In the Garden:
Western Mountains and High Plains
Many ground covers can tolerate light foot traffic.
Ground Covers That Can Take Your Feet
In some gardens there can be a lot of foot traffic from Rover, Tabby, various wild animals, and neighborhood kids that like to visit. A garden should be enjoyed by all, so plan on having plants that can withstand being walked on. That's right, plants that can tolerate foot traffic from pets and humans.
One of my favorite ground covers that can put up with being stepped on is woolly thyme. I recommend it highly for planting between red flagstone and other walkway pavers. In addition to withstanding the foot traffic, it emits a fragrance when bruised. This thyme is not fussy about soil type, as long as the area is well-drained, and it spreads rapidly, yet is not invasive.
Woolly thyme has leathery, aromatic, grayish green foliage that forms a dense surface. As this ground cover matures, it produces rose-pink to magenta flowers that rise above the foliage in mid- to late spring. These blooms are loved by the honeybees early in the season. It's great to have these pollinators around for the fruit trees and vegetable gardens.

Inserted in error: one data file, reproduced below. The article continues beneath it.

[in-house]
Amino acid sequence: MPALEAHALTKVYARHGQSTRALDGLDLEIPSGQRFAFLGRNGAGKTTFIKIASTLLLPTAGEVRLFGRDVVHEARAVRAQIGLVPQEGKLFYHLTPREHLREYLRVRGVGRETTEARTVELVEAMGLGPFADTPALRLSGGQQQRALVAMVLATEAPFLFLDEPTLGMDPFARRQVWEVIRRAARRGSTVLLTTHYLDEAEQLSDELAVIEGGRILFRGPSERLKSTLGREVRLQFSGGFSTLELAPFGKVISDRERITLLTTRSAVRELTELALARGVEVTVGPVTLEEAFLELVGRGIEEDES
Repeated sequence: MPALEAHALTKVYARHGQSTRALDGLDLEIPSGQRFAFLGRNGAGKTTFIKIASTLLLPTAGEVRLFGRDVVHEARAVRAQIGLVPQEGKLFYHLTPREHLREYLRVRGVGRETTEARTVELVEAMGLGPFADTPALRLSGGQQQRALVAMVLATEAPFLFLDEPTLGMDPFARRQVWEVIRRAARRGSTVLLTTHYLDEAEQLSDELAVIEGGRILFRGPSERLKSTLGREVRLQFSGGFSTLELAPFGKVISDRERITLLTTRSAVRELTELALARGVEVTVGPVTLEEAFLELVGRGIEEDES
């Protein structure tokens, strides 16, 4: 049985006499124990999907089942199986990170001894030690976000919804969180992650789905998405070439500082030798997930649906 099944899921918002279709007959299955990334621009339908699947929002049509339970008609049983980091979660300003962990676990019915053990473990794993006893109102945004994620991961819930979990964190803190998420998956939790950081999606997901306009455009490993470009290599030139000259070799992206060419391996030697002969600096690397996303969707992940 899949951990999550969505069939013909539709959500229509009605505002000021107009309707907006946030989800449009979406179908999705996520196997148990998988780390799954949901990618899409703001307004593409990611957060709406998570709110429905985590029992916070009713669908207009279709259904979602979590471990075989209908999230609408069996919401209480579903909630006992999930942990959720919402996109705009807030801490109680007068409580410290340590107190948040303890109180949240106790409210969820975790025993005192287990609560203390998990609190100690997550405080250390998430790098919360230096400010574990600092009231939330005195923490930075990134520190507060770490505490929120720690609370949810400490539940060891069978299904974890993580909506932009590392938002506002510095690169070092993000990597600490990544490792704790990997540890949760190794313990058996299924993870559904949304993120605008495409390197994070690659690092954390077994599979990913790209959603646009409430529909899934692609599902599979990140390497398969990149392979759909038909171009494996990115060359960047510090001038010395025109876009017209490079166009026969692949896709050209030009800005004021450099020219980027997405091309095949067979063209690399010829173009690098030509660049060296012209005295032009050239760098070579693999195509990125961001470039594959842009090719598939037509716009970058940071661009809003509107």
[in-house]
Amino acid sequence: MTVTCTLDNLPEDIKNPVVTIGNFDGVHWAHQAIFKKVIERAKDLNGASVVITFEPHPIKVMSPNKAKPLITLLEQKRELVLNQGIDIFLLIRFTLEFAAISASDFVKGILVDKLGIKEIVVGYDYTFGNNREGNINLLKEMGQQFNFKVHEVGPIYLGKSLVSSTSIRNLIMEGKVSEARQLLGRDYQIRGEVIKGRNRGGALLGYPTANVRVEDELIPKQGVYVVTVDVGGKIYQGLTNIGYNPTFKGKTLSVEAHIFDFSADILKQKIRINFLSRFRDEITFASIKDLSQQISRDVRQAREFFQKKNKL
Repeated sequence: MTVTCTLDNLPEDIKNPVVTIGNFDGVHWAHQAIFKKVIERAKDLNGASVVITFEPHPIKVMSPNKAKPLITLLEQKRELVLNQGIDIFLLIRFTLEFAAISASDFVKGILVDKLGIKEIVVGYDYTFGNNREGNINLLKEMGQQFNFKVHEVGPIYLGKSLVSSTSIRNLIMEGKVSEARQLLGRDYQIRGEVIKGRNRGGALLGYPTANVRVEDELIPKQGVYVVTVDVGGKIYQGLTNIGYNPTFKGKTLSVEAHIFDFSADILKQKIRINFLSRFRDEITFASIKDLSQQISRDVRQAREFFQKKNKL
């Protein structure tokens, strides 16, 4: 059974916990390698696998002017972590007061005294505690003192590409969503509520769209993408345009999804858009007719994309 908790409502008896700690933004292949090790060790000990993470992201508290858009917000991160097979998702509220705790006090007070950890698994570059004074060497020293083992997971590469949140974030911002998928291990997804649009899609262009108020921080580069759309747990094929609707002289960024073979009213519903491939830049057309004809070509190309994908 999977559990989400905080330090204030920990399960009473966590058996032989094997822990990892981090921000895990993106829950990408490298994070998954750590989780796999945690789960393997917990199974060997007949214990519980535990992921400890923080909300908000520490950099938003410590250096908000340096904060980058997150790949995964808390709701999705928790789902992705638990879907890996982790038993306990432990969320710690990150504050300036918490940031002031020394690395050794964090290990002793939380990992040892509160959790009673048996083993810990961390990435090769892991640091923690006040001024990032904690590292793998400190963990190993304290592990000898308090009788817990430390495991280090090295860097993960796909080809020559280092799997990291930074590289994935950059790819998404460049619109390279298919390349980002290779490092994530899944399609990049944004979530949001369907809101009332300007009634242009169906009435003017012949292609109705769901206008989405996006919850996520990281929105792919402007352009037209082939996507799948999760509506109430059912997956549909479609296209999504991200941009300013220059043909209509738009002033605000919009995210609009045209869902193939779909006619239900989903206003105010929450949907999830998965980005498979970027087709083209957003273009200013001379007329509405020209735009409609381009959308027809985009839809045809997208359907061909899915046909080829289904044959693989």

I recently did a broadcast of my radio show from a local garden center and was intrigued with a group of plants being sold under the name of Stepables. The plants on display were ground covers that could withstand some foot traffic without being harmed. Though the plants themselves were not new to me, the marketing was very appropriate for those landscape areas where traffic is common.
With a little care and moderate traffic, many ground covers are easy to grow in a compact form and close to the ground. Not only are they great for planting between pavers and used as pathways, many can be grown in place of grass. This will reduce the chore of mowing and trimming narrow areas and the hellstrips between the street and sidewalk.
I've found that to have the best success with ground covers, you have to make the time to prepare the soil before planting. Good drainage is essential for these plants to become well established and drought tolerant. Whether you are planting in sandy soil, clay soil, or crushed granite, add compost at the rate of one-third by volume and work it into the ground to a depth of 4 inches or more. Then you are ready to plant the baby ground cover plants.
There is a suitable plant for most any site. Some of the most common ground covers include: ajuga (Ajuga spp.), alpine mouse-ear (Cerastium alpinum), Roman chamomile (Chamaemelum nobile), creeping Jenny (Lysimachia nummularia), Arctic cinquefoil (Potentilla nana), Sedum lydium, Veronica repens, pussytoes (Antennaria plantaginifolia), Artemisia virisis 'Tiny Green', 'Sunny Side Up' fleabane (Erigeron scopulinus), sweet woodruff, and of course, the thymes. You don't have to be afraid to step on them occasionally; their aromas may tickle your nose.
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